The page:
August Is National Make-A-Will Month

August Is National Make A Will Month
August Is National Make A Will Month

Disclaimer: I am not a legal professional. Please do not assume that this information is correct for your situation or state. Consult resources in your location to comply with local laws, and to make sure these documents are done correctly.

Why Make A Will

Why is having a will important? According to attorney, Betsey Simmons Hannibal, “The most common and simple reason to make a will is to decide who will get your property when you die. Without a will (or other plan, like a living trust), your state laws determine how your property will be distributed — usually to your closest relatives, like your spouse, children or parents.”

If you have children, and have no surviving parent to take care of them, the state will decide who cares for them after your death, if you have not created a will that says who you want that responsibility to go to.  

If you co-habitate or have a same-sex marriage, your significant other or spouse may not inherit your property depending upon where you live. If you have a will, your wishes will be followed.

So for these reasons, it is important that we create a will.

Ways To Create A Will

Thinking about making a will, can be very overwhelming. Thankfully today, there are many resources to help you understand what is involoved in making a will. There are also many options available to create a will.

This AARP article is a good place to start: 10 Things You Should Know About Writing a Will.

NOLO is a legal website that has created a plain English dictionary of legal terms to help you understand the language used in creating a will. You can access it here.

NOLO also has a whole bunch of legal articles on any topic you might need information on.

Most legal experts encourage you to go to an attorneys’ office to create legal documents. This used to be the only way you could make a will. It also was very expensive. Today, there are online sites that will help you create a will.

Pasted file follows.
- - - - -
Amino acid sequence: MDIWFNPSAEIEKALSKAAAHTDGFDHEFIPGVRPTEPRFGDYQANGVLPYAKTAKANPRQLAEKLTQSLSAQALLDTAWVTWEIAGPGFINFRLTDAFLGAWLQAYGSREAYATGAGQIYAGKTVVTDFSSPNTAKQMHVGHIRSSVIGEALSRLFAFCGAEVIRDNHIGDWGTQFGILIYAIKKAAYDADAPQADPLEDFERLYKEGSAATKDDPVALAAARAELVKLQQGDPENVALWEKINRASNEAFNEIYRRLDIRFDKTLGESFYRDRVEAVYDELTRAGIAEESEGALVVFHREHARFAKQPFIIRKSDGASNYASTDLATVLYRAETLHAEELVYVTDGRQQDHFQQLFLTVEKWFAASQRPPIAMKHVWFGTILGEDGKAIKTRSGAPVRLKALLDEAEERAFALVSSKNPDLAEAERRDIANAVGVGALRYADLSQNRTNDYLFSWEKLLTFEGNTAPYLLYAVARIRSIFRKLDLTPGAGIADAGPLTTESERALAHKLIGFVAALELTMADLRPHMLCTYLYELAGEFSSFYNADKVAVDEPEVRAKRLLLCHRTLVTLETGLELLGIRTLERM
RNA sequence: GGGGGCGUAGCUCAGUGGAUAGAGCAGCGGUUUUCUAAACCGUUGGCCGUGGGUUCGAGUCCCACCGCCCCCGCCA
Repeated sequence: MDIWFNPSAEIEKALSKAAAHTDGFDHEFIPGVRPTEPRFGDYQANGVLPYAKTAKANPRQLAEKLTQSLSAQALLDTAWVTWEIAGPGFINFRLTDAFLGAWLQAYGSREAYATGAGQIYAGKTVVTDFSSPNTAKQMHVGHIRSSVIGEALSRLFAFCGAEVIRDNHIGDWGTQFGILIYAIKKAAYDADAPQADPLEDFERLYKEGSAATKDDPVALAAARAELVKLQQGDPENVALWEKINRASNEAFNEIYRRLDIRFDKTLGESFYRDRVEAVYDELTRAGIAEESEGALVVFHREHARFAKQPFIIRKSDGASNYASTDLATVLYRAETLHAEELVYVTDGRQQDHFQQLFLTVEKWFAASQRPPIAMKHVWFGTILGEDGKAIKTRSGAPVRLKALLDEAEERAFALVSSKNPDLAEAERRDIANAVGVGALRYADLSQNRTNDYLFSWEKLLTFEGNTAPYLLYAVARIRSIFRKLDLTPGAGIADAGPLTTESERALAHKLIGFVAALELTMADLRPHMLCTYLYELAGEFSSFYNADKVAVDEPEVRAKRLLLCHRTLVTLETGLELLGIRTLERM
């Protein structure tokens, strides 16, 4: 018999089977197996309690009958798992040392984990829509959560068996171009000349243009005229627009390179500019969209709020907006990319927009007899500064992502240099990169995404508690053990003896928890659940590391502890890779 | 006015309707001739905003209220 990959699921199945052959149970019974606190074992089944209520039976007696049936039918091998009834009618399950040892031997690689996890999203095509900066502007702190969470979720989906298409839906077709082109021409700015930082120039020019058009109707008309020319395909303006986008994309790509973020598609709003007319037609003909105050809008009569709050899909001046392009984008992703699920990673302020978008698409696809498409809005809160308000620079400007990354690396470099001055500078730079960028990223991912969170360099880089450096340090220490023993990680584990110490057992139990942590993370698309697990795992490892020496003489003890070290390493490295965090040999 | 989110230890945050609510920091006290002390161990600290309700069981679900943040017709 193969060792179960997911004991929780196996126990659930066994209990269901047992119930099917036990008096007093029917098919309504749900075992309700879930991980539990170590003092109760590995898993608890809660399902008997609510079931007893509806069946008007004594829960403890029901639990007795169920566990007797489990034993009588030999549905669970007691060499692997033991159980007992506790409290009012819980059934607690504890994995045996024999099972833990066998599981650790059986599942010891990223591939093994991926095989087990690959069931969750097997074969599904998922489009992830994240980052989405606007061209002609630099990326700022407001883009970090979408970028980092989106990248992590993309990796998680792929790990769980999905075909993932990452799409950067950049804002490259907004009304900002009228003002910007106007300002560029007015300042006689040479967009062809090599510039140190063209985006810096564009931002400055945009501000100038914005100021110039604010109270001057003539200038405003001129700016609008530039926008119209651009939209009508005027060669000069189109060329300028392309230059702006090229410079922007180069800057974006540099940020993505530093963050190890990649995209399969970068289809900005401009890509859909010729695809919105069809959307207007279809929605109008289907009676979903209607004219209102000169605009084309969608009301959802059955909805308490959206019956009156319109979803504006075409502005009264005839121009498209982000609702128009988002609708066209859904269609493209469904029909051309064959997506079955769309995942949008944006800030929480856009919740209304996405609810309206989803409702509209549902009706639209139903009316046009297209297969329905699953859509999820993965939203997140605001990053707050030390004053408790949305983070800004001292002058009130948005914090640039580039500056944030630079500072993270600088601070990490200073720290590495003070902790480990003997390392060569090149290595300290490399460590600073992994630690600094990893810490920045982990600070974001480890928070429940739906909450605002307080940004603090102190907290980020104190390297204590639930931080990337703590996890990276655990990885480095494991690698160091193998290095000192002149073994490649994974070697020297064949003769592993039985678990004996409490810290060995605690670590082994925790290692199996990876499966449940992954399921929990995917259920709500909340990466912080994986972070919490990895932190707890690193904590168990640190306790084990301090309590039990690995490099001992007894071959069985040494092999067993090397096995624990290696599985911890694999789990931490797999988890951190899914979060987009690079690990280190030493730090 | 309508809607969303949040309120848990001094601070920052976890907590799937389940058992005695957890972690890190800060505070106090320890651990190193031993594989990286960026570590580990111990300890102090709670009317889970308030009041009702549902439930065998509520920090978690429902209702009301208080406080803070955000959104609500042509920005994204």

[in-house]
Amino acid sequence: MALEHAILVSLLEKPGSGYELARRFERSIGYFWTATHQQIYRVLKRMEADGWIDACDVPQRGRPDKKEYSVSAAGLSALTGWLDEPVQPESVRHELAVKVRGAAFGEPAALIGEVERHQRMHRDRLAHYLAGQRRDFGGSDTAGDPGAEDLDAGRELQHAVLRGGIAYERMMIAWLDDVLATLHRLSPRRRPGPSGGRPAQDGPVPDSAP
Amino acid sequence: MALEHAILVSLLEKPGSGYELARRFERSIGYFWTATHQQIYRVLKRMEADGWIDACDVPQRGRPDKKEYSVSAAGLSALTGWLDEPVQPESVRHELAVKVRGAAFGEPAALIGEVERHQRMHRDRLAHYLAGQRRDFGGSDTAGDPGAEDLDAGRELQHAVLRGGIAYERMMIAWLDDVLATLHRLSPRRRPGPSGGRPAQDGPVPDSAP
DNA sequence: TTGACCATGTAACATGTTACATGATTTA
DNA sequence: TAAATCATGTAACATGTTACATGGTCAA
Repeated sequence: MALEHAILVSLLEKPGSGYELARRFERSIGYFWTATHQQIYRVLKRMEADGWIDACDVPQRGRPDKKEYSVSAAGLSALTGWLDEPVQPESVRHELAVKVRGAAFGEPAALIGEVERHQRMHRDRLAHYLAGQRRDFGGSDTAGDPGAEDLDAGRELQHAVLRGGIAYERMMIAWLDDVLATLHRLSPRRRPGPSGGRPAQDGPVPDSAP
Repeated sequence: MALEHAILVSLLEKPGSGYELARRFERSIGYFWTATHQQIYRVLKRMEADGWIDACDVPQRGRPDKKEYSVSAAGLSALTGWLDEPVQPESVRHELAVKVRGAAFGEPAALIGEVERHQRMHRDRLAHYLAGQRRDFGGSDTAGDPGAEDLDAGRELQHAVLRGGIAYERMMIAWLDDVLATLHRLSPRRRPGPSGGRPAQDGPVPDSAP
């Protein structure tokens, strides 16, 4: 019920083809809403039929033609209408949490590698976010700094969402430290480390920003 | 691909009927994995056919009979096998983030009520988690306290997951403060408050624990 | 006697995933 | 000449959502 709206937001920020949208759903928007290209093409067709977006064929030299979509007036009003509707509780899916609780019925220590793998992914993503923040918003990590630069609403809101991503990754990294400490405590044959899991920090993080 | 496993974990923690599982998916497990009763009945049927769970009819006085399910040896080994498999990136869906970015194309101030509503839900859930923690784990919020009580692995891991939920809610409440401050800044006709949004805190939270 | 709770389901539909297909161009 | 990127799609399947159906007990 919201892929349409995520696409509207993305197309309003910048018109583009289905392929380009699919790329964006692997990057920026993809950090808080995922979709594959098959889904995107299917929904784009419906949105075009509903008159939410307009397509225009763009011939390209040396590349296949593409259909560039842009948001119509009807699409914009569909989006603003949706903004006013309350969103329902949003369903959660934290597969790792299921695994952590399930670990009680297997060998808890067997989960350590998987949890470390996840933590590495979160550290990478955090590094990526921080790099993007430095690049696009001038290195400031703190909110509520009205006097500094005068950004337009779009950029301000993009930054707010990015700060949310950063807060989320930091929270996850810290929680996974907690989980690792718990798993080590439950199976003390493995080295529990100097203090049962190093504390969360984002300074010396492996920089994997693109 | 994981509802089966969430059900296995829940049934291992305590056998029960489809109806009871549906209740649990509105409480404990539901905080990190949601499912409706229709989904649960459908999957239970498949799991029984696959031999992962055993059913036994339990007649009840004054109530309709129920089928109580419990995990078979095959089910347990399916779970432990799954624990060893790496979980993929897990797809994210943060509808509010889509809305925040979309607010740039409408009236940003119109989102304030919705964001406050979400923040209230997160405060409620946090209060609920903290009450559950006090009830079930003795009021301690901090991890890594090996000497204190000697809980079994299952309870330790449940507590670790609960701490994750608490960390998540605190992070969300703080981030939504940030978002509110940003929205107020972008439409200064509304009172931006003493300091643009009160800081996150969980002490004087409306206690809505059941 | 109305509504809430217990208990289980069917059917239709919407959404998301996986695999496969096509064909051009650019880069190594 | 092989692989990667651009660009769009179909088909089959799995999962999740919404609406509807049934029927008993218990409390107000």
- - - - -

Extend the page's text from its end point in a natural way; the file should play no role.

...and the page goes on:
NOLO also sells estate planning software.

I have used Legal Zoom and highly recommend them! With Legal Zoom you create your will online. You then print it out, and take it to a notary where you sign it. You will need two witnesses that are not named in the will to go with you to sign. The current price is $89 for a basic will.

Legal Zoom asks you a series of questions and guides you toward whatever services you need for your circumstances.

In the United States, there are many resources for low income, disabled, or senior citizens to help them create wills, power of attorney documents, and living wills. Check out this article: 7 Sources Of Free Legal Services For Seniors.

Living Wills

A living will is a legal document that specifies what medical treatment you do or do not want in the case that you are so ill that you cannot speak for yourself. This document can be created when you make a regular will. Currently, Legal Zoom is charging $39 dollars for a living will.

It’s important that we discuss with family members what our wishes are before we become too ill to speak for ourselves. Five Wishes is a program of Aging With Dignity. It is:

“Written in user-friendly lay language, Five Wishes was the first advance directive to address personal, emotional, and spiritual issues in addition to meeting medical and legal criteria. Because the document is based on what is important to people, it has been widely embraced by families, community groups, faith communities, and medical and legal providers.”

Their website is very user friendly and has guides to help you think about and discuss end-of-life topics. You can access it here:

One can also create a Mental Health living will “called a “psychiatric advance directive” or a “mental health advance directive.”” The following article discusses these in more detail.

Power of Attorney Documents

Sometimes a Living Will is called a Medical Power of Attorney. There are also legal power of attorney documents that allow someone else to pay your bills, and make financial and legal decisions for you if you are unable to do so. You can read more about these documents here:

Wrap-Up of Making A Will

I hope this information helps you think about your future wishes and create or update these documents as needed.

If you are able, please help me keep this blog up and running. You can donate here: Thank you!

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About Kathryn 169 Articles
I'm a writer, disabled registered nurse, and former home school parent of 6 children ages 19 to 32.

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